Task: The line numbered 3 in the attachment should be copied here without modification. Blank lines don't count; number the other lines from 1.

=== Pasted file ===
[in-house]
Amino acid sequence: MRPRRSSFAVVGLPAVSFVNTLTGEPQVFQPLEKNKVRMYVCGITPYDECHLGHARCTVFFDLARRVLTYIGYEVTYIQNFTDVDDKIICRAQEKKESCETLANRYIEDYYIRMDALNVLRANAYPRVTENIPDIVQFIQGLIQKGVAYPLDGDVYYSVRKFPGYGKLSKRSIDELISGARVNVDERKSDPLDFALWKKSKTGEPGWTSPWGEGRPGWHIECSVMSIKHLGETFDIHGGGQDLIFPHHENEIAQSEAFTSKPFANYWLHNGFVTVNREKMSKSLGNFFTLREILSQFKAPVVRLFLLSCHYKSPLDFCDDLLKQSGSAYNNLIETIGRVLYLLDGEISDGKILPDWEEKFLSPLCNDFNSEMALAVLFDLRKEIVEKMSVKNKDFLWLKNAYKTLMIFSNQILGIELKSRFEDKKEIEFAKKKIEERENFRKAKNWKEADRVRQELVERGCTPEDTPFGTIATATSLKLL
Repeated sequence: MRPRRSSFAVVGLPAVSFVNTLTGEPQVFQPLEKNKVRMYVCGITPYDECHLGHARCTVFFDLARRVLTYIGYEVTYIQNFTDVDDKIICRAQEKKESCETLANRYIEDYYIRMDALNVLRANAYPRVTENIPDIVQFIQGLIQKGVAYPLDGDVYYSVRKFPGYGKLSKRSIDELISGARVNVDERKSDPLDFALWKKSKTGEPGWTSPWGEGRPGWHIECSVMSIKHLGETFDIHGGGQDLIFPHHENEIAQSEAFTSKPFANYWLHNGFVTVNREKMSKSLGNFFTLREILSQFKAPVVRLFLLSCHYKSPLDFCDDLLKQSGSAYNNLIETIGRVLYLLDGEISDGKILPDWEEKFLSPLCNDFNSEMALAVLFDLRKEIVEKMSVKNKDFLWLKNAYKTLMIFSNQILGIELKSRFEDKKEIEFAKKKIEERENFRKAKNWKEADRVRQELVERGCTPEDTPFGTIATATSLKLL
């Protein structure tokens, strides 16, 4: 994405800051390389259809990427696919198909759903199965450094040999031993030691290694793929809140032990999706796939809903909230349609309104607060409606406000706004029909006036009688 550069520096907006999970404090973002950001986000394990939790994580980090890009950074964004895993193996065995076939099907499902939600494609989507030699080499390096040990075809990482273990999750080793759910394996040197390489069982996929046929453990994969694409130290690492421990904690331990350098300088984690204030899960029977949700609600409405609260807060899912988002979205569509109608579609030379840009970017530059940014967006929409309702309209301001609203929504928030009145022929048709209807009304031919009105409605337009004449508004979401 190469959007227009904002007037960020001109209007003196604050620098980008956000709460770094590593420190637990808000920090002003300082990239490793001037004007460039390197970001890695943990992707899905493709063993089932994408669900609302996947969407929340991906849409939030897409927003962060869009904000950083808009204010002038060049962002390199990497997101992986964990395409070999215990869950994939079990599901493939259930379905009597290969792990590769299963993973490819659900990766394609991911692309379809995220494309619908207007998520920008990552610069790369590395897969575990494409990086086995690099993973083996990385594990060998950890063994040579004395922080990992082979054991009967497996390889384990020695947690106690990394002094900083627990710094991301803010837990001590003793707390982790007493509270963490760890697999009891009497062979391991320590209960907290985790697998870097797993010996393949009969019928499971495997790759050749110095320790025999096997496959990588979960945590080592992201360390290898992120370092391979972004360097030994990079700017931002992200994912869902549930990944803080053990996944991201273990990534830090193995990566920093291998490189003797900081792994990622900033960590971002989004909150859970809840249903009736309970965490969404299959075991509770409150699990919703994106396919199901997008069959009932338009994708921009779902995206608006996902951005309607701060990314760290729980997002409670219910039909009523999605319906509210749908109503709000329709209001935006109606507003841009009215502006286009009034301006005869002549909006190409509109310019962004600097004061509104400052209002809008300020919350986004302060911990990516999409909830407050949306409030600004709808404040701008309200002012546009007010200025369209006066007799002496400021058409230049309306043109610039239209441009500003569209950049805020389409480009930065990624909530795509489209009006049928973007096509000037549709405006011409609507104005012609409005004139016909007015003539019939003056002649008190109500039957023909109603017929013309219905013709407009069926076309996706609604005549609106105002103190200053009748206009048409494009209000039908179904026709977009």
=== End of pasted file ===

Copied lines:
Repeated sequence: MRPRRSSFAVVGLPAVSFVNTLTGEPQVFQPLEKNKVRMYVCGITPYDECHLGHARCTVFFDLARRVLTYIGYEVTYIQNFTDVDDKIICRAQEKKESCETLANRYIEDYYIRMDALNVLRANAYPRVTENIPDIVQFIQGLIQKGVAYPLDGDVYYSVRKFPGYGKLSKRSIDELISGARVNVDERKSDPLDFALWKKSKTGEPGWTSPWGEGRPGWHIECSVMSIKHLGETFDIHGGGQDLIFPHHENEIAQSEAFTSKPFANYWLHNGFVTVNREKMSKSLGNFFTLREILSQFKAPVVRLFLLSCHYKSPLDFCDDLLKQSGSAYNNLIETIGRVLYLLDGEISDGKILPDWEEKFLSPLCNDFNSEMALAVLFDLRKEIVEKMSVKNKDFLWLKNAYKTLMIFSNQILGIELKSRFEDKKEIEFAKKKIEERENFRKAKNWKEADRVRQELVERGCTPEDTPFGTIATATSLKLL